The company is already listed in Canada, where it has long enjoyed a solid reputation as one of the more serious of the remaining gold-focussed companies.
The company’s major assets are in Chile, Argentina, Brazil and Canada, all jurisdictions which have fairly solid reputations.
But Petropavlovsk and Highland are focussed in Russia, a country which requires a very special set of skills, to say the least, while Centamin is focussed on Egypt and is largely a one-asset company.
Yamana’s diversification, its track record of successful operation, and its willingness to stick to its knitting are key attractions. Petropavlovsk has been riven with internal strife over the past few years, while Highland seems largely to be the plaything of oligarchs.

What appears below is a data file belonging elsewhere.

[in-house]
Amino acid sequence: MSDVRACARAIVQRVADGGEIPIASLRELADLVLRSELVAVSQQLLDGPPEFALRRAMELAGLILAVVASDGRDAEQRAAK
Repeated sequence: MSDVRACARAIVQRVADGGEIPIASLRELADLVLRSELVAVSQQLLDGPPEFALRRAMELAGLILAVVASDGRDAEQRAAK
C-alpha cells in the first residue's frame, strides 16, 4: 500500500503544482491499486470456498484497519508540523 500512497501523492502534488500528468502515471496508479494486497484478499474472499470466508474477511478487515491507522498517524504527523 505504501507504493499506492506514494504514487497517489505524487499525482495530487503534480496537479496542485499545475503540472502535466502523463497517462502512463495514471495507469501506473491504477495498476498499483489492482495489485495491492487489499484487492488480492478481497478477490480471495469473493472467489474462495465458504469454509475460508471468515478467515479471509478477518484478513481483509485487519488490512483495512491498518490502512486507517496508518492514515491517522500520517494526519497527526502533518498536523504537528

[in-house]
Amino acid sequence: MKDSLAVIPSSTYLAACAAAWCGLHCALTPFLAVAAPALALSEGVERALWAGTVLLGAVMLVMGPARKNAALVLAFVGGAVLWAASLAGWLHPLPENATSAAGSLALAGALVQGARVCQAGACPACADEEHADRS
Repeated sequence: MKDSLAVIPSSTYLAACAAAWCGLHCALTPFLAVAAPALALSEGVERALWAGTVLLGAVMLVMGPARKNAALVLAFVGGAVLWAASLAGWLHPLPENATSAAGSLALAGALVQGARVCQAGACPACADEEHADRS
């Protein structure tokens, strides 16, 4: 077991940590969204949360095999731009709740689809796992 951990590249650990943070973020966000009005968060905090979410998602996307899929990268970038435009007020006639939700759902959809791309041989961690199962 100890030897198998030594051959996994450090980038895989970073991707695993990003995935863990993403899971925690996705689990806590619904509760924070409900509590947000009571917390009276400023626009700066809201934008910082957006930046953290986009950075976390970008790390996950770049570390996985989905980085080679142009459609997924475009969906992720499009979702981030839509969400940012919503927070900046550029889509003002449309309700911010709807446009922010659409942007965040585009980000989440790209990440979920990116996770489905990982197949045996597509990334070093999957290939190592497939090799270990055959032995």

Centamin for its part recently beat off a hostile approach from Endeavour Mining (TSE:EDM), and while it is ensconced mainly in Egypt will probably be secure. But that same security also begs the question: where will the growth come from?
Yamana is not burdened by these constraints. And it’s also not likely to be too interested in the travails of its London-listed rivals. Its market capitalization remains comfortably more than the other three companies combined, and as such may come to eclipse them will relative ease. It’s a position the company may well relish, because back in North America it remains overshadowed by much larger peers, like Barrick (NYSE:GOLD)(TSE:ABX) and Newmont (TSE:NEM).